Even though Toyota's unintended acceleration debacle is as ancient as Jurassic fleas for most of us, the California Distric Court of Judge James Selna is still chainsawing through a massive docket of claims. Judge Selna had been considering whether plaintiffs in California, New York and Florida could sue Toyota for economic loss related to the claims of unintended accleraton – the plaintiffs wanted Toyota to reimburse them for the alleged decline in value of their cars.

According to a report in Bloomberg, Selna issued a final ruling that the New York and Florida plaintiffs can't sue for economic loss if they didn't experience unintended acceleration, or if they didn't experience "a measurable loss" when selling their cars. California plaintiffs, on the other hand, can sue even if there was no unintended acceleration event or perceived depreciation.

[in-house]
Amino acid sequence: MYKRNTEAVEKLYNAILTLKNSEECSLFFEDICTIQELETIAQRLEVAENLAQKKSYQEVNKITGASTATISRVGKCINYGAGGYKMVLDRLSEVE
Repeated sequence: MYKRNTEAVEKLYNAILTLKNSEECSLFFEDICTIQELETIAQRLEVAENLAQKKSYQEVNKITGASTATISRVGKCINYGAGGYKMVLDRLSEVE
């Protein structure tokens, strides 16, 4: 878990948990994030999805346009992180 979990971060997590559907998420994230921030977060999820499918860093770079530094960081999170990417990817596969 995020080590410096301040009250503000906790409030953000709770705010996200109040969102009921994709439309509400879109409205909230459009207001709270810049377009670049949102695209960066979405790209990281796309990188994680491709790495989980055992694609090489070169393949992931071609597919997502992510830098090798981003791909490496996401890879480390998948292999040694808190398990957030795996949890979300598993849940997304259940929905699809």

The ruling could remove millions of owners from of plaintiffs and make an economic-loss class action lawsuit more difficult, but plaintiffs attorneys have said they'll try to get the cases tried in New York and Florida courts. However, the ruling doesn't affect other plaintiffs suing over the same issue in other states. This doesn't affect the unintended accleration cases, though; three litmus-test trials are scheduled for next year.

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